atw 2018-09v3


atw Vol. 63 (2018) | Issue 8/9 ı August/September


There are three possibilities for an

excitation in general:

• Stochastic fluid forces from turbulent

flow would lead to oscillations

of components at their natural

frequencies. The lowest natural

frequency of the fuel assemblies is

reported around 2.6 to 4 Hz [6, 18],

which would not explain the coherence

maximum at 1 Hz. Calculations

with simplified finite element

models show that depending on

design and operational behavior,

i.e. lateral stiffness decrease due to

radiation induces spring relaxation

in the spacers, the lowest natural

frequency can be shifted significantly

towards lower values. In [6,

16] an additional mode of the fuel

assemblies around 1 Hz in form of

synchronously moving cantilevered

beams (fixed at the bottom) is supposed.

Nevertheless, regarding the

fixture of the fuel assemblies in the

grid plate, the manifestation of this

mode is questionable. A further

explanation is the excitation of the

coupled system of core barrel, grid

plate and fuel assemblies, which

might have additional natural

system frequencies below the natural

frequencies of the single fuel


• A second possibility would be the

existence of an excitation force,

which is oscillating at around 1 Hz

and evokes a subsequent transient

deflection of the fuel assemblies.

Pressure fluctuations from residual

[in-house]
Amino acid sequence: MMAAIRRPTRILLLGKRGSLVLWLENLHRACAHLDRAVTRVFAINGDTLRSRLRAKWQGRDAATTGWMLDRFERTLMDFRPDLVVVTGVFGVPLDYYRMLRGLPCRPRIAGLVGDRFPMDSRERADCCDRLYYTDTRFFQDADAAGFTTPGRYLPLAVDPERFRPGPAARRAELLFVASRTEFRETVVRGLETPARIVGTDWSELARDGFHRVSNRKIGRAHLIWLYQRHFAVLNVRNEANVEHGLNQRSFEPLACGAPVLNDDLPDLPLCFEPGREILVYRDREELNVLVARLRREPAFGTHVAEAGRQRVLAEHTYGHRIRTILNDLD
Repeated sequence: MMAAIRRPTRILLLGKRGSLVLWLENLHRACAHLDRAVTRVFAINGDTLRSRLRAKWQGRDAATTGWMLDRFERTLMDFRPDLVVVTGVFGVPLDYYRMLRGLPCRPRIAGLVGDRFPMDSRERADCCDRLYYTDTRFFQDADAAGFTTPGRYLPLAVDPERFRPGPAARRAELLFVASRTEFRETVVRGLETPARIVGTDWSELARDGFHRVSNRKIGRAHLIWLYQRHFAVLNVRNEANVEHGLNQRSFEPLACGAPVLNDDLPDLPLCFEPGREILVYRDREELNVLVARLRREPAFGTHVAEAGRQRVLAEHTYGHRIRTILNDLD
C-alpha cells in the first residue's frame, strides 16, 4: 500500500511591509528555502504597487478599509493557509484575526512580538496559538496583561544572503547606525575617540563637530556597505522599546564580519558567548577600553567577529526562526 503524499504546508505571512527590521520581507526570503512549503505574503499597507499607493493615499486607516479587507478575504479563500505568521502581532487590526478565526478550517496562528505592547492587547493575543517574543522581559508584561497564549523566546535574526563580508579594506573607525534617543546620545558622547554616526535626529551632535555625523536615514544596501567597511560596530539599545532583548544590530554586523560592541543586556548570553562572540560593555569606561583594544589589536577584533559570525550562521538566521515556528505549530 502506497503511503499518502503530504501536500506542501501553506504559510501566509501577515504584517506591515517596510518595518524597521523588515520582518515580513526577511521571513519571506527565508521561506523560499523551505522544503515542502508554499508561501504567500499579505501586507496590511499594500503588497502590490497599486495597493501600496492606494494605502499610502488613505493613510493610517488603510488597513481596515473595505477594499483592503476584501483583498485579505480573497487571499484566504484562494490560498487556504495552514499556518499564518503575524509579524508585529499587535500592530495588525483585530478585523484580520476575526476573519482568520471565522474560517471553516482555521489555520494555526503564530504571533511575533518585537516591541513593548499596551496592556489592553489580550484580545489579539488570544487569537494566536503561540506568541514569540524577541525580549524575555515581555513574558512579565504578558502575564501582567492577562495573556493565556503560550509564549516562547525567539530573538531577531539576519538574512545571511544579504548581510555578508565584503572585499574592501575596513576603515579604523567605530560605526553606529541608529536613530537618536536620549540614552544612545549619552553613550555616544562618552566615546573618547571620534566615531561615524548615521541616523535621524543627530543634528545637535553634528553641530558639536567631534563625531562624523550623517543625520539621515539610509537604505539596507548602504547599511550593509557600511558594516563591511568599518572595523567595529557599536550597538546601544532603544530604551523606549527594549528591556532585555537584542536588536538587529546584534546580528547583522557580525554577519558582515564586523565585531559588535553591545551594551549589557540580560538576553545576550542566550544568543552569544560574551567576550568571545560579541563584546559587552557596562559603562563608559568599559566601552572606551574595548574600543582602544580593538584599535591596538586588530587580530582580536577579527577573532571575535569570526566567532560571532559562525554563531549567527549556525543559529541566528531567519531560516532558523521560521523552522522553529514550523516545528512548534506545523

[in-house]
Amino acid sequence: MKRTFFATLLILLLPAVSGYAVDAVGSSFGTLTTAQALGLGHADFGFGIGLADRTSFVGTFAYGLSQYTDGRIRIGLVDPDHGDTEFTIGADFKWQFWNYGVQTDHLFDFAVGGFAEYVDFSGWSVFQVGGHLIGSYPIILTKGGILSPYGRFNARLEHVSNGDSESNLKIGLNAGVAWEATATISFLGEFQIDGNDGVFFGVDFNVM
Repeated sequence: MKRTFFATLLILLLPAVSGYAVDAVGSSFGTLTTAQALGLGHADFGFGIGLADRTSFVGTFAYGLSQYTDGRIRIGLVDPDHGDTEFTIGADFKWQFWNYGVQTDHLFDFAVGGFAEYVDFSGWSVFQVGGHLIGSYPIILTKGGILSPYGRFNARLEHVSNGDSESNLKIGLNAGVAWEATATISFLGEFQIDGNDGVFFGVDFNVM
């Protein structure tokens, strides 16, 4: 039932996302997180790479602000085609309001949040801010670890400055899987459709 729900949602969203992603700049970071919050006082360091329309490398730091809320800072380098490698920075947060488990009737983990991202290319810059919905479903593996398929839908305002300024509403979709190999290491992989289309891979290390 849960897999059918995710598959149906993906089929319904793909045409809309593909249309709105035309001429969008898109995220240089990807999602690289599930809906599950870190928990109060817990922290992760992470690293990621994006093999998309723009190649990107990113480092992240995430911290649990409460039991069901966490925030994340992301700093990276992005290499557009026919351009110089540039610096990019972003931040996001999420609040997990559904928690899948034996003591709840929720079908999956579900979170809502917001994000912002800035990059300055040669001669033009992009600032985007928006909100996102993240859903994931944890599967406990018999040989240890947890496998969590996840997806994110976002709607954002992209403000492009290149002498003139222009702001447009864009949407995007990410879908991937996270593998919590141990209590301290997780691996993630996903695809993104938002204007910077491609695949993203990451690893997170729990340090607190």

imbalances of the coolant pump,

standing waves, cavity resonances

in the pressurizer or vibrations of

other components of the loop are

known to induce core barrel motions

which could propagate to the

fuel assemblies. Fluid mechanical

oscillating forces with direct effect

on the fuel assemblies, e.g. pressure

differences, are also possible.

• A third possibility would be a selfexcitation

of fuel assemblies in a

constant axial flow. Research on

fuel assembly bow gives hints that

in fluid-structure-interaction (FSI)

simulations local forces can arise

leading to instability of the zero

position of the fuel assembly [19].

To investigate and prove the mentioned

hypotheses, a coupled FSI

model of core components and the

surrounding fluid is essential.

Simulations of reflector


Further, the reflector influence has

been studied by means of a simplified

2D core model, in which the reflector

Case description

Maximum (relative)

increase on the left side

cross-sections are manipulated in

order to simulate the effect of varying

water gap between core barrel and

reactor pressure vessel, which corresponds

to the reflector region. These

variations could be caused by mechanical

motions, e.g. of core barrel or

fuel assemblies at the core periphery,

and their effect increases with decreasing

boron concentration. In this

model the TH parameters are homogeneous

and representative of the

hot full power state at zero burnup.

Further assumptions are: fuel temperature

= 900 K, moderator density =

702 kg/m 3 and boron concentration

= 1,300 ppm.

Table 1 summarizes the results

obtained for different variations of

the thermal absorption and fast-tothermal

scattering crosssection. The

reflector is modified only in one half of

the core (the left side) to reproduce